Britain's first official helpline for victims of anti-Islamic hate crimes has found that Muslim women are most at risk of attacks from extremist groups in the country.
The attacks collated by the helpline Tell MAMA (Measuring Anti-Muslim Attacks) show that Muslim women were targeted in a majority of over 600 cases.
High-profile female targets have included Jemima Khan, journalist and ex-wife of Imran Khan, Pakistani cricketer-turned-politician, who along with her 14-year-old son was racially abused with anti-Muslim comments on Twitter in July last year.
The government's communities minister, Baroness Sayeeda Warsi, was also threatened online by a member of the right-wing group English Defence League (EDL).
"We are calling on police and politicians to do more to tackle this shameful wave of fear and prejudice. From the internet, to the workplace, the street and even houses of worship, too often Muslim women and men are becoming the target of vile, sometimes violent, abuse," said Fiyaz Mughal, the director of non-profit group Faith Matters.
Mughal's group had set up the helpline with government funding last March to highlight the scale of anti-Muslim hate crimes.
The helpline has chronicled over 632 cases in its first 12 months and led to the arrests of 21 EDL supporters.
Approximately 58 per cent of the cases involve female victims, with far-right British National Party (BNP) or EDL members linked to 54 per cent of all incidents.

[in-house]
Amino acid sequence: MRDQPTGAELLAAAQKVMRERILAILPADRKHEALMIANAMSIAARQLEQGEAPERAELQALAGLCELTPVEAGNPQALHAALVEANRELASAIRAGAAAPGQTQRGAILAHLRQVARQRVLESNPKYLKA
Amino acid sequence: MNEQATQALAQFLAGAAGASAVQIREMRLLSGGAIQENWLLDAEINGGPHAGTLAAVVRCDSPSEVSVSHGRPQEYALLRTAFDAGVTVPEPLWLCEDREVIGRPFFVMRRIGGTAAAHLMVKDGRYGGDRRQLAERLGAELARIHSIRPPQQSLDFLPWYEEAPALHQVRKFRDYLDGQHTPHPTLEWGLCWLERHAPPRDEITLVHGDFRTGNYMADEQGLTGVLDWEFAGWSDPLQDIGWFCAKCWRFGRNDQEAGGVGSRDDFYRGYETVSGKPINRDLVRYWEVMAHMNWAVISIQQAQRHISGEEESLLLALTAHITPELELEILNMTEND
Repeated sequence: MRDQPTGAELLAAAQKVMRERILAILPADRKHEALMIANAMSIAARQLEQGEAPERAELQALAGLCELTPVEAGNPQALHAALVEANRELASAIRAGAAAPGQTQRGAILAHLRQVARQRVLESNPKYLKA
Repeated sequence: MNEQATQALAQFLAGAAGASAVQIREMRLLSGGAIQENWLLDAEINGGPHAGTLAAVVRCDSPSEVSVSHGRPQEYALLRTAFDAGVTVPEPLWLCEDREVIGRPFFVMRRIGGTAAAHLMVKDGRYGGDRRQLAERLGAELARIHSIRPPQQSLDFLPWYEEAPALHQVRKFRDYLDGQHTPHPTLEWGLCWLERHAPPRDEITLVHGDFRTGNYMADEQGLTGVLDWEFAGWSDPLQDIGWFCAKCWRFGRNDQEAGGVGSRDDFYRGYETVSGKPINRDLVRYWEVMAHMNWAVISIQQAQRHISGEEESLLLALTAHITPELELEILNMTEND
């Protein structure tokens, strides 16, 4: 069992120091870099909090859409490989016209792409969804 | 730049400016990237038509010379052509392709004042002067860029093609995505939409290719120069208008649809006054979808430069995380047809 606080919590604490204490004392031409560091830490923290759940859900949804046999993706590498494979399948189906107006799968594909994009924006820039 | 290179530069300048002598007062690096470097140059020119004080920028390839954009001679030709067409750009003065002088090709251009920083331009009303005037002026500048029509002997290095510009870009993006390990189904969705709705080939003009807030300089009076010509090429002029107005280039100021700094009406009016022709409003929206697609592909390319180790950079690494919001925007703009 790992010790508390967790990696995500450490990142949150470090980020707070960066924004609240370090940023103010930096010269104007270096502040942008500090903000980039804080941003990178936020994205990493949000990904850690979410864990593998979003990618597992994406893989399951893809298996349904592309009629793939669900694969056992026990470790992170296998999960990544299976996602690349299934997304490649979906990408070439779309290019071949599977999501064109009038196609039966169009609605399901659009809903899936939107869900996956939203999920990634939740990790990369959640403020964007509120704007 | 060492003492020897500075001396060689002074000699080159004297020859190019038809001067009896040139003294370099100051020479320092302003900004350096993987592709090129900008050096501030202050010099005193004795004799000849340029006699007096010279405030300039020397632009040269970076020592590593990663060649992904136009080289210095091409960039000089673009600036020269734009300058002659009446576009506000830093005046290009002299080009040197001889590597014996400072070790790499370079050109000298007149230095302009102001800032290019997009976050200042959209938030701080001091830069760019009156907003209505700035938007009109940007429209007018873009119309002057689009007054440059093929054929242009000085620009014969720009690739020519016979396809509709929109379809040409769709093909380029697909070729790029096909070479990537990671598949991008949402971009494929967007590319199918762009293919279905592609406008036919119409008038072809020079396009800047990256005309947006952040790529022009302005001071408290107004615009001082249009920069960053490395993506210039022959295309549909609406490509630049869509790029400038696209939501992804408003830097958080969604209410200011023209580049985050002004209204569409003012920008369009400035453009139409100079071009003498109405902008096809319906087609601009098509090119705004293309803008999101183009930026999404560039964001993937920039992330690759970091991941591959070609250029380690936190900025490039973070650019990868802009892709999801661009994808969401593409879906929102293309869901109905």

This week, Tell MAMA is launching a free smartphone app to support access to the service.
Mughal is now calling for additional funding to keep the helpline going and for police forces to drastically improve their recording of Islamophobic crimes.
"Few police forces even bother to record Islamophobia as part of their reporting systems. More training is needed at a time when police are facing budget cuts," Mughal said.
"However, despite agreeing to fund the project for one year, the government has declined to renew funding from October this year. We just hope they will reconsider, or that other donors will come on board to support what we believe is a vital project," she added.
More than 630 incidents logged by the helpline found that the majority of physical assaults committed on the streets were on women wearing Islamic clothing such as the 'hijab' or 'niqab' and ranged from a five-year-old child being hit by a car to an 89-year-old pensioner being attacked.
Many of the incidents being perpetrated are carried out by white men in their 20s and 30s.
Hostility against British Muslims, estimated at nearly 2.5 million as a group, has been on the rise since the July 7, 2005 attacks across London's transport network by a number of British-born Pakistani-origin terror suspects.
Recent opinion polls have revealed that Britain is among the most suspicious nations in terms of Muslims.